Saudi prince no pariah despite reservations
BUENOS AIRES - Saudi Crown Prince Mohammed bin Salman showed himself to be no pariah Friday at the G20 summit, with a beaming Vladimir Putin welcoming him but European leaders warning him over the killing of a dissident journalist.
Less than two months after Saudi Arabia outraged allies when a hit team murdered Jamal Khashoggi in the kingdom's Istanbul consulate, Prince Mohammed flew into Buenos Aires to take his place among leaders of the top 20 global economies, a sign that he intends to remain firmly in charge.
In an image that quickly went viral online, Russian President Putin and the 33-year-old prince grinned broadly and gave each other an effusive handshake as if they were long-lost friends reunited at the G20.
Their embrace comes amid reports that Russia and Saudi Arabia have reached a pact to cut oil production when the OPEC cartel meets on December 6 in Vienna, to help shore up collapsing crude prices.
Kirill Dmitriev, the chief of Russia's sovereign wealth fund, told reporters that Putin would meet the prince Saturday and discuss boosting Saudi Arabia's $2 billion investment in Russia.
But the prince appeared to receive a more critical reception from French President Emmanuel Macron, who was overheard on a microphone voicing concerns.
"Don't worry," Prince Mohammed is heard saying in English to the French leader, who responds, "I do worry. I am worried."
The clip was partially inaudible and the context of the exchange was not entirely clear.
But it received wide traction on social media, with Macron telling the prince, "You never listen to me," to which Prince Mohammed replies, "I will listen, of course."
The French presidency said that Macron spoke to the prince about the killing of Khashoggi and the Saudi-led offensive in Yemen, where millions are on the brink of starvation in what the United Nations calls the world's worst humanitarian crisis.
Macron told the prince that Europeans wanted international investigators to take part in the probe on Khashoggi's death and stressed "the necessity of a political solution in Yemen," the Elysee Palace said.
Trump downplays encounter
The prince was also seen chatting with President Donald Trump and his daughter Ivanka, although in a nod to US domestic outrage over Saudi Arabia, the White House downplayed the encounter.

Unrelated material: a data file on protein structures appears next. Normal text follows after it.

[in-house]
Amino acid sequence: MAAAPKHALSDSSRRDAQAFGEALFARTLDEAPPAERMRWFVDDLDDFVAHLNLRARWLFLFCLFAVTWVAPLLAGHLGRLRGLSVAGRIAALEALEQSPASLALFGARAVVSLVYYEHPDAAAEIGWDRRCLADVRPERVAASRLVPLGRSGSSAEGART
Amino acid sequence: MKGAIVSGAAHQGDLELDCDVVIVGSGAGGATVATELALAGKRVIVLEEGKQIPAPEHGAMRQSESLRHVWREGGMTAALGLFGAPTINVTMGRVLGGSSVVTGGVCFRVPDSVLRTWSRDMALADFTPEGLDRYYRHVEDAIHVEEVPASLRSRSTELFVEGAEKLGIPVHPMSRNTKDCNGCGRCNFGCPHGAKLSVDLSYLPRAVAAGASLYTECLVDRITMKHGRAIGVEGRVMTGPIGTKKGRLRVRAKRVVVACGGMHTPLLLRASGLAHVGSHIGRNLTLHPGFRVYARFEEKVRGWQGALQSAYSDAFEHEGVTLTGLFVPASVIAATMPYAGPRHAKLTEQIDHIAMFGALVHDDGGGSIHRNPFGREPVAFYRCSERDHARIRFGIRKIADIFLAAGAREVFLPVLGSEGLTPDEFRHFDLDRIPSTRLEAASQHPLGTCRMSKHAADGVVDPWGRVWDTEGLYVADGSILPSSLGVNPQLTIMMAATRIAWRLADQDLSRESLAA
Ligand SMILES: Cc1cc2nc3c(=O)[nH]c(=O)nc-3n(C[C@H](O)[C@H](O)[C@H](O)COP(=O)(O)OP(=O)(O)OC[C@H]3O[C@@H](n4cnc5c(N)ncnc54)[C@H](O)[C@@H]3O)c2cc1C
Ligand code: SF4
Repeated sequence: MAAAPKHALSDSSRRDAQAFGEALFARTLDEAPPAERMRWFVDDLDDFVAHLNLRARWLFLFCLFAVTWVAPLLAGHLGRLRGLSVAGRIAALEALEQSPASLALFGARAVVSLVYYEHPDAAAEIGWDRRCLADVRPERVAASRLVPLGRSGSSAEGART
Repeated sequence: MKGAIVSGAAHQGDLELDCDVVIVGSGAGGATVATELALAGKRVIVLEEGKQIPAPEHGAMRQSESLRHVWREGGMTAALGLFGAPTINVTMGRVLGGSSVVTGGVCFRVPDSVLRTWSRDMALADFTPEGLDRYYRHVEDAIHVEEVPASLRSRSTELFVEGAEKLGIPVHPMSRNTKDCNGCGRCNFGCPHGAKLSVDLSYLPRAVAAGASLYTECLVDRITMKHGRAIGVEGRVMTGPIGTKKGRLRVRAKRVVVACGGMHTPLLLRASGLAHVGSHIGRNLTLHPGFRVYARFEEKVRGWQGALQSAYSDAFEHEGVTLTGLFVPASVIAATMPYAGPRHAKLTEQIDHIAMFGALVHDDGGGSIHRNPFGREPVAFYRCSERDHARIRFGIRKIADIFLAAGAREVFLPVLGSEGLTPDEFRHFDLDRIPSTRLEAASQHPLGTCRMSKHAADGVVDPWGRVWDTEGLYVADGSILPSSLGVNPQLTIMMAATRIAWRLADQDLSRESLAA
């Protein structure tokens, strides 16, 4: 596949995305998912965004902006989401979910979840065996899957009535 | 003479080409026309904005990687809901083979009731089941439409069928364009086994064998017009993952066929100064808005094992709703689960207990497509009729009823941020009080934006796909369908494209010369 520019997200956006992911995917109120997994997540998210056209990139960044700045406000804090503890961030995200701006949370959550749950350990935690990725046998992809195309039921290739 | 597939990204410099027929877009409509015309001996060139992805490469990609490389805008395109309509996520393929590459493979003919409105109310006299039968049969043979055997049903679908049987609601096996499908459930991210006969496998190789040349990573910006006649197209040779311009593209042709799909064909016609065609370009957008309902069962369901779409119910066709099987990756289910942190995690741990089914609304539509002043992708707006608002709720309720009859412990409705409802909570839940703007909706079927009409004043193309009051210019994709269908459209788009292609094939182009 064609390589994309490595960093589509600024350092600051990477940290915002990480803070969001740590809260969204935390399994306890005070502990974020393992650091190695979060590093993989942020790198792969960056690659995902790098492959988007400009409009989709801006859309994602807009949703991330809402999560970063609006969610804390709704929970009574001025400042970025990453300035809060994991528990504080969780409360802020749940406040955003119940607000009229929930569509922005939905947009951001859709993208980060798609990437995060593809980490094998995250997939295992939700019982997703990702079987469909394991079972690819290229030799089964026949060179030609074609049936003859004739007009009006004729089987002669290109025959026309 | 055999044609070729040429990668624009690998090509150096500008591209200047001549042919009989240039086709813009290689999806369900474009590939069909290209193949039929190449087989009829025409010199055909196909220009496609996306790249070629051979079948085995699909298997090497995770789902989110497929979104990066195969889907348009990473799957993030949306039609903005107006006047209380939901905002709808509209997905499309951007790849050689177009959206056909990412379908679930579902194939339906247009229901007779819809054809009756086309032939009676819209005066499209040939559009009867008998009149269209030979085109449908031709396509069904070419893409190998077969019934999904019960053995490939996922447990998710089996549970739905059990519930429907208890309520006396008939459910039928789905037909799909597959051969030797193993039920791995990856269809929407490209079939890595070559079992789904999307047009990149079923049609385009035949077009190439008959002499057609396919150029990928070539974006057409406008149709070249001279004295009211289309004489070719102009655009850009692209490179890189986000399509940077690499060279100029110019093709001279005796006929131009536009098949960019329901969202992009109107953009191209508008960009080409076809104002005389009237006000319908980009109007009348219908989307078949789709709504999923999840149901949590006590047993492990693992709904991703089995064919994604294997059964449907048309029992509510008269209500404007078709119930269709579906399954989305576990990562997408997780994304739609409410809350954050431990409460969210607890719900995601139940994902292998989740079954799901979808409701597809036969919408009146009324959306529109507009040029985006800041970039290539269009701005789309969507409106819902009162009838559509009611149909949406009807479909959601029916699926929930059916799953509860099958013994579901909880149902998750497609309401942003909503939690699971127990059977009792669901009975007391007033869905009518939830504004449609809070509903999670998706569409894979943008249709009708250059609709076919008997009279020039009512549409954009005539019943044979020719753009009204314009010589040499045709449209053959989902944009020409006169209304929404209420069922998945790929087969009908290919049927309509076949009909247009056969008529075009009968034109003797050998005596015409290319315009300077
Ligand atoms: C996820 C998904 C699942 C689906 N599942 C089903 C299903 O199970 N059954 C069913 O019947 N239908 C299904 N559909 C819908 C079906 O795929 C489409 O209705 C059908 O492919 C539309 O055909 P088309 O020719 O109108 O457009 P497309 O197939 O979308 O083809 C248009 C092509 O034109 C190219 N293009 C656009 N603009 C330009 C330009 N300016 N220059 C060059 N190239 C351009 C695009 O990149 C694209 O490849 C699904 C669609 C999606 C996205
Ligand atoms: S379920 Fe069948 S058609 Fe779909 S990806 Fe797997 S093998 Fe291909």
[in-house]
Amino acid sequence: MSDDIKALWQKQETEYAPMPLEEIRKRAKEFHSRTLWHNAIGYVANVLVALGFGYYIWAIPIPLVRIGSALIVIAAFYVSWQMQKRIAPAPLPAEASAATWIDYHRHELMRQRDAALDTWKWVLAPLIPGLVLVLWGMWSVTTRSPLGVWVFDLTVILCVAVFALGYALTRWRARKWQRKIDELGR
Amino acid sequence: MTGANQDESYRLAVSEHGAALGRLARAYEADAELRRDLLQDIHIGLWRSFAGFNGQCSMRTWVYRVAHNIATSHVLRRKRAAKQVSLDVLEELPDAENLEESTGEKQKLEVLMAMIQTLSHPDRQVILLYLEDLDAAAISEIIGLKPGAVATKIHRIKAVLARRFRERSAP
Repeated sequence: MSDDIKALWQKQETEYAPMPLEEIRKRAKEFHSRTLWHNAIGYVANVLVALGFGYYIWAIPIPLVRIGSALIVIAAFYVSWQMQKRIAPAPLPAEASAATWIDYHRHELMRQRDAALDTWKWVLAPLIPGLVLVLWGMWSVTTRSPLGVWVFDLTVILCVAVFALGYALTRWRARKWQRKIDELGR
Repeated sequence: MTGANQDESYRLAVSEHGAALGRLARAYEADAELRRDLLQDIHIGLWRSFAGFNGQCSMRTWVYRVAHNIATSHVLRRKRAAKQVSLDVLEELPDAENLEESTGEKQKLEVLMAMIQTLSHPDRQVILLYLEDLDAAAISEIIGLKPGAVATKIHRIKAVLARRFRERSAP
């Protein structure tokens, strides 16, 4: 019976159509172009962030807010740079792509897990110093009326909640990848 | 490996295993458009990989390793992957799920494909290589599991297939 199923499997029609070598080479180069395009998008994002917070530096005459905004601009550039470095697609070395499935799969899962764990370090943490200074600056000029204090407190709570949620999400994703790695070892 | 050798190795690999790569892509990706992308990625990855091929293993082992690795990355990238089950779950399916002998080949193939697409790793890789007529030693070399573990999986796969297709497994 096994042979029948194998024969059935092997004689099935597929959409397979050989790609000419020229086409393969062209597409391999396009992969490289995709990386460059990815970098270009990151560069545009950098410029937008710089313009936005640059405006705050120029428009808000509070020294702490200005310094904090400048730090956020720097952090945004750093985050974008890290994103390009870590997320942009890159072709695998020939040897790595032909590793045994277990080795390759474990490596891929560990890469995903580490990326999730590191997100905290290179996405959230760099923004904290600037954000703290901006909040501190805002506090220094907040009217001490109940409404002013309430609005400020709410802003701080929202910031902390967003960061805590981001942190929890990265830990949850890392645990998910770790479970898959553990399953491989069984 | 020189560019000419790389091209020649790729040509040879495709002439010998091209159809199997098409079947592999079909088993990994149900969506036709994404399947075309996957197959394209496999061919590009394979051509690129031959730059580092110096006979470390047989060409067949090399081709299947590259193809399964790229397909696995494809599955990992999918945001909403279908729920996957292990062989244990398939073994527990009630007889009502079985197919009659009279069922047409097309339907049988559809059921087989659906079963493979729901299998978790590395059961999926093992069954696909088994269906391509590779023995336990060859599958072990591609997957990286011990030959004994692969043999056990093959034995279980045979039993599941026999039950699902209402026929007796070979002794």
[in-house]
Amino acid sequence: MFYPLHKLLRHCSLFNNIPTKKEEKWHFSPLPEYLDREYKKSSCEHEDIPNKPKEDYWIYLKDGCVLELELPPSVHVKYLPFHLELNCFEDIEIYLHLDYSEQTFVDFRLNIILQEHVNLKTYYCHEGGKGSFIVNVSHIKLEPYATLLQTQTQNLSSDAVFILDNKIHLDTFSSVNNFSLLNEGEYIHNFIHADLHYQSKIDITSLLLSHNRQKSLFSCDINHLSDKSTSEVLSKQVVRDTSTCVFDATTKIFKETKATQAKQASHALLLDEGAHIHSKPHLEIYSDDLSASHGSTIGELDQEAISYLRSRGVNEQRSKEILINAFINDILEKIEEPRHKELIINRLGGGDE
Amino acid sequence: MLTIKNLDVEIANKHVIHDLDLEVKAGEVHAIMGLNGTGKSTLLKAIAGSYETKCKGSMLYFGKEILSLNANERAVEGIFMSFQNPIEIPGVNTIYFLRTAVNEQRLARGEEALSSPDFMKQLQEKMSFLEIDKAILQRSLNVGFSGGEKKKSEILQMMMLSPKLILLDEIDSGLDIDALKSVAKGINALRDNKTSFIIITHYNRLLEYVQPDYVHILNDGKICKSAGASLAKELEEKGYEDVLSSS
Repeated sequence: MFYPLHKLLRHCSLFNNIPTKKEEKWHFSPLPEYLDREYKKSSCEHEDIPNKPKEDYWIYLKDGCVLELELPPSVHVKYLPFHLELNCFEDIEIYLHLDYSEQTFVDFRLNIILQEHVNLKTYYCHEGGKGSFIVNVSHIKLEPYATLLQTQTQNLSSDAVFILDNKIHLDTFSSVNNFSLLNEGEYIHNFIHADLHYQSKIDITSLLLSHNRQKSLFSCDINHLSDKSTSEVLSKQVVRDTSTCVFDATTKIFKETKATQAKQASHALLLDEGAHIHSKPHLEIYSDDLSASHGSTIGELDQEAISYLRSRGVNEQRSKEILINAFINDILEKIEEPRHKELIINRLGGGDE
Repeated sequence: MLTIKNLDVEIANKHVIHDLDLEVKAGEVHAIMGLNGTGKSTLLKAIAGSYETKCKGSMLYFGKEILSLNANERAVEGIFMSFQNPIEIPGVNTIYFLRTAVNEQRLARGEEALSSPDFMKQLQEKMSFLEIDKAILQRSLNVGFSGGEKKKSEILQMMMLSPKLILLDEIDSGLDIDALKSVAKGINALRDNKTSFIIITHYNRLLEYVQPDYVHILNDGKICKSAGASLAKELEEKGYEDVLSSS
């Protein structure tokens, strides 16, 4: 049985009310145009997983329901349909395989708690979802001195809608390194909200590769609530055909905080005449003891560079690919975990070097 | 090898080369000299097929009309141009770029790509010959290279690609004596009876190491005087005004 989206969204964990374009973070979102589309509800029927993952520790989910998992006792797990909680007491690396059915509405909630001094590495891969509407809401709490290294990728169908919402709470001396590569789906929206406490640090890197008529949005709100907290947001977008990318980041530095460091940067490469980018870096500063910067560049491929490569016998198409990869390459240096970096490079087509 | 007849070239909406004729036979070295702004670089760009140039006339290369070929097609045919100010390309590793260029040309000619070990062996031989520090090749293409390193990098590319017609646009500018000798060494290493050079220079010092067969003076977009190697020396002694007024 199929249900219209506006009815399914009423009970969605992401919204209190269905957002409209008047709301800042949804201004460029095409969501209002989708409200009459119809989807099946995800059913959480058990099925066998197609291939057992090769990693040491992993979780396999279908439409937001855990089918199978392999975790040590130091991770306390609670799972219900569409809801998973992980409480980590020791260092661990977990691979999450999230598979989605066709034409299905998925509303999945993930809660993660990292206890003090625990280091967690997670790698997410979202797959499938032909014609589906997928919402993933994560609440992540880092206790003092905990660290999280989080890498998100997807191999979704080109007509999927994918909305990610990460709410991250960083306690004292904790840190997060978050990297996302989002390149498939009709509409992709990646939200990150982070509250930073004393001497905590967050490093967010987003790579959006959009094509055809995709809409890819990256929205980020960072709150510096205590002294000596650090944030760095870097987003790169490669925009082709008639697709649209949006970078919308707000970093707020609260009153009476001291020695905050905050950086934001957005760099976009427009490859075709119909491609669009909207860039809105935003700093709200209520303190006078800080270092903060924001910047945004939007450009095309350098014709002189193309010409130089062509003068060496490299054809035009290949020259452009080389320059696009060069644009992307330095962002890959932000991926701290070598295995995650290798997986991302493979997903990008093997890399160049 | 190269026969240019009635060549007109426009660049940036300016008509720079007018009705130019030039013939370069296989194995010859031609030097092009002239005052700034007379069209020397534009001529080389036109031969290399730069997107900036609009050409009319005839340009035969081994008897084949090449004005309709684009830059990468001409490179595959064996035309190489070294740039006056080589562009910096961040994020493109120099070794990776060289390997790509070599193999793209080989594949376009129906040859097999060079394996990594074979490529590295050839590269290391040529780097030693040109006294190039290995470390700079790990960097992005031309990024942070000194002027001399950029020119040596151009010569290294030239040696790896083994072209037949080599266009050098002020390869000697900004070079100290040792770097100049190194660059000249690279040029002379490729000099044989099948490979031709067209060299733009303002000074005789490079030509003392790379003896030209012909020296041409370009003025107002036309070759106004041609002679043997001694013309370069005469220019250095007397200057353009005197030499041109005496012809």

"They exchanged pleasantries at the leaders' session as he did with nearly every leader in attendance," a senior White House official said.
Trump, meanwhile, said "we had no discussion. We might, but we had none."
Secretary of State Mike Pompeo, however, separately met with Saudi Foreign Minister Adel al-Jubeir, the State Department said.
Until Khashoggi's killing, Trump had been an unabashed fan of the prince as the young leader who portrays himself as a reformist consolidated power and detained prominent Saudis, with the heir apparent forging a particularly close relationship with Ivanka's husband Jared Kushner.
Trump has since voiced sadness over the killing of Khashoggi, who lived in the United States and wrote for The Washington Post.
But, in an exclamation point-heavy statement before the summit, Trump said it did not matter whether Prince Mohammed knew about Khashoggi's death because Saudi Arabia was important for US business and for its hostility to Iran.
The US Senate nonetheless moved this week to end support for the Saudi-led war against rebels in Yemen.
British Prime Minister Theresa May, speaking to Sky News before the summit, said she would press the crown prince both on Yemen and Khashoggi at the G20.
"The Saudi Arabians need to ensure that their investigation is a full investigation, that it's credible, that it's transparent, and that people can have confidence in the outcome of it, and that those responsible are held to account," May said.
May is keen not to alienate allies around the world as Britain prepares to leave the European Union next year in its biggest foreign and trade policy shift in more than 40 years.
May also encouraged the Saudis to end the conflict in Yemen. Western nations are calling for an end to the Saudi-led military campaign, launched by Prince Mohammed, as a humanitarian crisis there worsens.
The Crown Prince got a warmer audience in Buenos Aires with Chinese President Xi Jinping, the official Xinhua news agency reported.
"China firmly supports Saudi Arabia in its drive for economic diversification and social reform, and will continue to stick together with Saudi Arabia on issues involving their core interests," Xinhua cited Xi as saying.
The Saudi press agency reported early on Saturday that the crown prince and Xi discussed partnership between the two countries and harmonising Saudi Arabia's 2030 vision with China's Belt and Road Initiative, as well as Saudi energy supplies to China and mutual investment.
China and Saudi Arabia have close energy ties.
Saudi Arabia is set to expand its market share in China this year for the first time since 2012, with demand stirred up by new Chinese refiners pushing the kingdom back into contention with Russia as top supplier to the world's largest oil buyer.